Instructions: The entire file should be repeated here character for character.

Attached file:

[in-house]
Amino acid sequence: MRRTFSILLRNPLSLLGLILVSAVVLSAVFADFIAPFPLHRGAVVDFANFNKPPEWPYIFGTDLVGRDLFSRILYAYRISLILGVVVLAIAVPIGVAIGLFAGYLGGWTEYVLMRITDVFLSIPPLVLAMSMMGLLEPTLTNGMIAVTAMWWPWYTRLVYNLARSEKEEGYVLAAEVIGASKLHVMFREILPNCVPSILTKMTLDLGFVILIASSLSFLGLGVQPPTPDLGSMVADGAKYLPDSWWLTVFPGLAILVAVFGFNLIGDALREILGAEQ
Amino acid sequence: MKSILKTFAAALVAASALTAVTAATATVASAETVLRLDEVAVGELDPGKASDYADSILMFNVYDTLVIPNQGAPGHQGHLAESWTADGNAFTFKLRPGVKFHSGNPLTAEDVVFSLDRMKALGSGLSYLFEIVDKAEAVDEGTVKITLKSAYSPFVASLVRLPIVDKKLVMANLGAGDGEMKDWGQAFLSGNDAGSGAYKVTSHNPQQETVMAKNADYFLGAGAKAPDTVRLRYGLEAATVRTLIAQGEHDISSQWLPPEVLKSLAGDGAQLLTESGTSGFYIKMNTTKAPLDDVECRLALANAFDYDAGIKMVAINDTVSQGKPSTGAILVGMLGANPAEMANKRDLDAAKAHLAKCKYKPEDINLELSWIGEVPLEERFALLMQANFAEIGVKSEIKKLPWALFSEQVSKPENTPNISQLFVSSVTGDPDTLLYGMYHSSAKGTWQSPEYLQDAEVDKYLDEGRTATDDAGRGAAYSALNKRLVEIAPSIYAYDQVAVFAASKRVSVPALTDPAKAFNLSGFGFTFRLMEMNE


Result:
[in-house]
Amino acid sequence: MRRTFSILLRNPLSLLGLILVSAVVLSAVFADFIAPFPLHRGAVVDFANFNKPPEWPYIFGTDLVGRDLFSRILYAYRISLILGVVVLAIAVPIGVAIGLFAGYLGGWTEYVLMRITDVFLSIPPLVLAMSMMGLLEPTLTNGMIAVTAMWWPWYTRLVYNLARSEKEEGYVLAAEVIGASKLHVMFREILPNCVPSILTKMTLDLGFVILIASSLSFLGLGVQPPTPDLGSMVADGAKYLPDSWWLTVFPGLAILVAVFGFNLIGDALREILGAEQ
Amino acid sequence: MKSILKTFAAALVAASALTAVTAATATVASAETVLRLDEVAVGELDPGKASDYADSILMFNVYDTLVIPNQGAPGHQGHLAESWTADGNAFTFKLRPGVKFHSGNPLTAEDVVFSLDRMKALGSGLSYLFEIVDKAEAVDEGTVKITLKSAYSPFVASLVRLPIVDKKLVMANLGAGDGEMKDWGQAFLSGNDAGSGAYKVTSHNPQQETVMAKNADYFLGAGAKAPDTVRLRYGLEAATVRTLIAQGEHDISSQWLPPEVLKSLAGDGAQLLTESGTSGFYIKMNTTKAPLDDVECRLALANAFDYDAGIKMVAINDTVSQGKPSTGAILVGMLGANPAEMANKRDLDAAKAHLAKCKYKPEDINLELSWIGEVPLEERFALLMQANFAEIGVKSEIKKLPWALFSEQVSKPENTPNISQLFVSSVTGDPDTLLYGMYHSSAKGTWQSPEYLQDAEVDKYLDEGRTATDDAGRGAAYSALNKRLVEIAPSIYAYDQVAVFAASKRVSVPALTDPAKAFNLSGFGFTFRLMEMNE